The ICC is mulling over doing away with the tradition of toss in Test matches to take away the advantage home teams exercise by preparing extreme wickets that suit their strength thereby leaving visiting teams not even in a position to put up a respectable fight that makes matches a boring prospect for viewers and spectators alike. The tradition of the toss in Cricket is so famous that kids and children who play a game of cricket in any part of the world try to imitate tossing a coin and deciding who will bat or bowl first.
Removing the coin toss from Test Championship matches will be one of the issues up for discussion at an ICC cricket committee meeting later this month.
"My solution to ensure the best possible pitches is, at worldwide level, to do away with the toss, with the visiting side given the option of whether they want to bat or bowl". In both instances, that does Test cricket no good at all.
On the other hand, former India spinner Harbhajan Singh had a completely different approach towards the matter and he believes that India should embrace the new form of Test cricket.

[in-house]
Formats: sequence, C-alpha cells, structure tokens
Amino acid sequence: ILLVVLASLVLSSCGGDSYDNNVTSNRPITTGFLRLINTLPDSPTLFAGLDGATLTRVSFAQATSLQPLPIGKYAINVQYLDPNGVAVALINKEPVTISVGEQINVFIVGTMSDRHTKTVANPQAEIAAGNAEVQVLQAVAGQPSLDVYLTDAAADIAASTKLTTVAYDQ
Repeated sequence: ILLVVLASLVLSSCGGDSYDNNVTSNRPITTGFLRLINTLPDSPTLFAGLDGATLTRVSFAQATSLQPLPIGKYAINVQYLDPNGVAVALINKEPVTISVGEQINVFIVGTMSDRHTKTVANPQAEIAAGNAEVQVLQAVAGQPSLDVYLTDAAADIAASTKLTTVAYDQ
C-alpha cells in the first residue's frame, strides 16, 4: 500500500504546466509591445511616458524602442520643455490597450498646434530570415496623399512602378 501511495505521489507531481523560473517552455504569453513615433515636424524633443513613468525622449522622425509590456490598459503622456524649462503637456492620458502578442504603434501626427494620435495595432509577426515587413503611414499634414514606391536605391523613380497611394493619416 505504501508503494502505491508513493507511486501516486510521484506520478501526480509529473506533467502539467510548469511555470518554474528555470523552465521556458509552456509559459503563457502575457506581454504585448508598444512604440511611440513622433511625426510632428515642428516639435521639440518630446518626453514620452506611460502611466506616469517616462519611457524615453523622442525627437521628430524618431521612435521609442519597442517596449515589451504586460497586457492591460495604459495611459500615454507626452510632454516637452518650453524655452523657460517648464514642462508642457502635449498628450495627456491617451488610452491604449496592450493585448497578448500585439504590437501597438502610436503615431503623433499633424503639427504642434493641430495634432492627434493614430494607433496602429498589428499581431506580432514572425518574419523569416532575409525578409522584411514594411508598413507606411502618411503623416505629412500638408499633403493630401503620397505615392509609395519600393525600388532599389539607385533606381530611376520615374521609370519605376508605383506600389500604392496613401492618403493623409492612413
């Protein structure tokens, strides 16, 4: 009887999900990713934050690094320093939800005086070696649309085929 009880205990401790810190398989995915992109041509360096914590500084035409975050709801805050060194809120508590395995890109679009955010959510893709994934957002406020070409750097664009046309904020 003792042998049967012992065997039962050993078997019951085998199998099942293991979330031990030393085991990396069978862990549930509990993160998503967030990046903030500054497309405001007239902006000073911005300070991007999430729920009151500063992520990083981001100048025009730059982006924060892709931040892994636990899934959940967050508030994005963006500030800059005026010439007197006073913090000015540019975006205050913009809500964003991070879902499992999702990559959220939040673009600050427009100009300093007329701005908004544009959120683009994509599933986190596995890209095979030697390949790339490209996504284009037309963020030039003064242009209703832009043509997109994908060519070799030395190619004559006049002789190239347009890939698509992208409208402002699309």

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India will play England in three T20s and three ODIs before the five-match Test series in order to be well prepared for the longer format.
Numerous others, including Ricky Ponting, Michael Holding, Ian Botham, Shane Warne and Steve Waugh, have also endorsed the idea. It makes for good tension, everyone is focused on that coin when it's in the air and the winning captain's decision and so on. You need to prepare with red ball as well along with playing white-ball cricket.
If reports filtering out from ICC parleys have flavour to it, this step could well be taken to level the playing field by allowing the visiting captains to decide what they want to do before a match commences. "I don't mind that, I think that's not such a bad thing", Waugh told SEN Radio in 2015. "I firmly believe Australian cricket has a wealth of talented players in its ranks right now, and I look forward to watching the team continue to go from strength to strength in the years to come".
The English experiment in 2016 resulted in changes. The average score for the second innings of a match was 343, up from 290 in 2015.